As fig. 3.40 shows, the shape of the precipitate can be determined by the Wulff shape through the inverse ratio of the interfacial energies. Large coherent facets are terminated by incoherent edges.
Caution! An anisotropic shape can also be determined by either growth anisotropy or elastic anisotropy.
Objective Coherency Homo- vs Hetero- phase Grain Bounds. Strained Interfaces Orient. Relation. Elasticity Al-Cu ppt
Widmanstätten morphology
Widmanstätten’s name is associated with platy precipitates that possess a definite crystallographic relationship with their parent phase.
Examples:
- g’ precipitates in Al-Ag (see fig. 3.42)
- hcp Ti in bcc Ti (two-phase Ti alloys, slow cooled)
- q’ precipitates in Al-Cu
The latter example is based on the orientation relationship (001)q’//{001}Al, [100]q’//<100>Al. See fig. 3.41 for a diagram of the tetragonal structure of q’ whose a-b plane, i.e. (001), aligns with the (100) plane of the parent Al.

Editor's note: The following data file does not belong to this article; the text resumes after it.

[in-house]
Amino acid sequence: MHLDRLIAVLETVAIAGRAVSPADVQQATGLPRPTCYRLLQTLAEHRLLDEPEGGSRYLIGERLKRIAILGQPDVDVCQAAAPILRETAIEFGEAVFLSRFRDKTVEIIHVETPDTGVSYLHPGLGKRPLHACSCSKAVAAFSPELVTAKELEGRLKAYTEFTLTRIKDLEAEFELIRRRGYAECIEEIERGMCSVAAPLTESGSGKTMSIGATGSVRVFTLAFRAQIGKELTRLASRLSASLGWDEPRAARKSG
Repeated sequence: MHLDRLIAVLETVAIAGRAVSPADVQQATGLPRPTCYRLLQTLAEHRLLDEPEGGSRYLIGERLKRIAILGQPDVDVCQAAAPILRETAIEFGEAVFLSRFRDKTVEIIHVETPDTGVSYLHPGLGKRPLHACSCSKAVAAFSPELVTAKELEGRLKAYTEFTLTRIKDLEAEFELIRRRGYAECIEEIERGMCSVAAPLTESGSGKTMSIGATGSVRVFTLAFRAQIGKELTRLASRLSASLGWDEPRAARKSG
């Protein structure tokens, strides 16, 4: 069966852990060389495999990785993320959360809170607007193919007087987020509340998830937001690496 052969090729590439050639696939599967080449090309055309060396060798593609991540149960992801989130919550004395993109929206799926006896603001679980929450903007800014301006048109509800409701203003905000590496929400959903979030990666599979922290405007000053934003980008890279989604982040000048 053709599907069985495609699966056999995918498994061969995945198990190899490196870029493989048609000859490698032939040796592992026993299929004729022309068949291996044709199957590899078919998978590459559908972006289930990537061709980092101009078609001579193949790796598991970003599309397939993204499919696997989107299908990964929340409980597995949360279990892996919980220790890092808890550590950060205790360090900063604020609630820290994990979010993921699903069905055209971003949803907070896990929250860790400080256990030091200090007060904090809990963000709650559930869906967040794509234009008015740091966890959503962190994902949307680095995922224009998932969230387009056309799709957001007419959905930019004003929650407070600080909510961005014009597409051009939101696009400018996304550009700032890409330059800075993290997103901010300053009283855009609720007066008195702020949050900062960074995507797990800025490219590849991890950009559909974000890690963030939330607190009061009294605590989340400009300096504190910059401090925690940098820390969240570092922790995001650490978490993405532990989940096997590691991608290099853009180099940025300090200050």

Objective Coherency Homo- vs Hetero- phase Grain Bounds. Strained Interfaces Orient. Relation. Elasticity Al-Cu ppt
Incoherent precipitates
Al alloys provide many examples of incoherent precipitates that lack orientation relationships.
CuAl2 (q) in Al - fig. 3.44
Al6Mn in Al
Al3Fe in Al
Note that heterogeneous nucleation at grain boundaries can give rise to precipitates that are incoherent on one side, and semi-coherent on the other side. This leads to significant differences in growth rate, fig. 3.45.
Objective Coherency Homo- vs Hetero- phase Grain Bounds. Strained Interfaces Orient. Relation. Elasticity Al-Cu ppt
Elastic Effects
The effects of elastic interactions between the matrix and the precipitate can be as important as for the interfacial energy.
The two effects can compete: this is one reason for changes during growth, such as the loss of coherency.
Elastic effects can influence precipitate shape.